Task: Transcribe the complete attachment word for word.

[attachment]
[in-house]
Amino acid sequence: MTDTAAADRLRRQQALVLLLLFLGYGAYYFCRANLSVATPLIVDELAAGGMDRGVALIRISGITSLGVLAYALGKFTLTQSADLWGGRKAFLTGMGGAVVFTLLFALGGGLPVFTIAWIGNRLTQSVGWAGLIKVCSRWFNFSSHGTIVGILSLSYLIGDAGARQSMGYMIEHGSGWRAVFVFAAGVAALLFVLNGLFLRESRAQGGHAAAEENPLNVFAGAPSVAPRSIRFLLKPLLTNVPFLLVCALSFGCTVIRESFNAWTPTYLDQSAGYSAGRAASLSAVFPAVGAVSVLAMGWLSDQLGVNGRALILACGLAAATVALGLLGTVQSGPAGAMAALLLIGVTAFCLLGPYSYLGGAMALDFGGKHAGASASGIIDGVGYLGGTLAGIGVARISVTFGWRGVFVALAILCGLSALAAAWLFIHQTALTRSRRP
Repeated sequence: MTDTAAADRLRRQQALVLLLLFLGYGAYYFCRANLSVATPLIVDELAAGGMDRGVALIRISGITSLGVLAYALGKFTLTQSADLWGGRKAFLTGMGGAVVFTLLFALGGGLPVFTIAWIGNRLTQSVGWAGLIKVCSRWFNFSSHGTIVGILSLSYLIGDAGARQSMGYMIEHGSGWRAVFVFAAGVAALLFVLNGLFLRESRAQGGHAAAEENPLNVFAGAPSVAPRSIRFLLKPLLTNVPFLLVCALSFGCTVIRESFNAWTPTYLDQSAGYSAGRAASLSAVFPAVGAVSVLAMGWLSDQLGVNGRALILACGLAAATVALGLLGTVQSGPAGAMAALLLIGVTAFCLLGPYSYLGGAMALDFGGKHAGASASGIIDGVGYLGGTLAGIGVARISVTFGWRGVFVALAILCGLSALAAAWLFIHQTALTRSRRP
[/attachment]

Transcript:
[in-house]
Amino acid sequence: MTDTAAADRLRRQQALVLLLLFLGYGAYYFCRANLSVATPLIVDELAAGGMDRGVALIRISGITSLGVLAYALGKFTLTQSADLWGGRKAFLTGMGGAVVFTLLFALGGGLPVFTIAWIGNRLTQSVGWAGLIKVCSRWFNFSSHGTIVGILSLSYLIGDAGARQSMGYMIEHGSGWRAVFVFAAGVAALLFVLNGLFLRESRAQGGHAAAEENPLNVFAGAPSVAPRSIRFLLKPLLTNVPFLLVCALSFGCTVIRESFNAWTPTYLDQSAGYSAGRAASLSAVFPAVGAVSVLAMGWLSDQLGVNGRALILACGLAAATVALGLLGTVQSGPAGAMAALLLIGVTAFCLLGPYSYLGGAMALDFGGKHAGASASGIIDGVGYLGGTLAGIGVARISVTFGWRGVFVALAILCGLSALAAAWLFIHQTALTRSRRP
Repeated sequence: MTDTAAADRLRRQQALVLLLLFLGYGAYYFCRANLSVATPLIVDELAAGGMDRGVALIRISGITSLGVLAYALGKFTLTQSADLWGGRKAFLTGMGGAVVFTLLFALGGGLPVFTIAWIGNRLTQSVGWAGLIKVCSRWFNFSSHGTIVGILSLSYLIGDAGARQSMGYMIEHGSGWRAVFVFAAGVAALLFVLNGLFLRESRAQGGHAAAEENPLNVFAGAPSVAPRSIRFLLKPLLTNVPFLLVCALSFGCTVIRESFNAWTPTYLDQSAGYSAGRAASLSAVFPAVGAVSVLAMGWLSDQLGVNGRALILACGLAAATVALGLLGTVQSGPAGAMAALLLIGVTAFCLLGPYSYLGGAMALDFGGKHAGASASGIIDGVGYLGGTLAGIGVARISVTFGWRGVFVALAILCGLSALAAAWLFIHQTALTRSRRP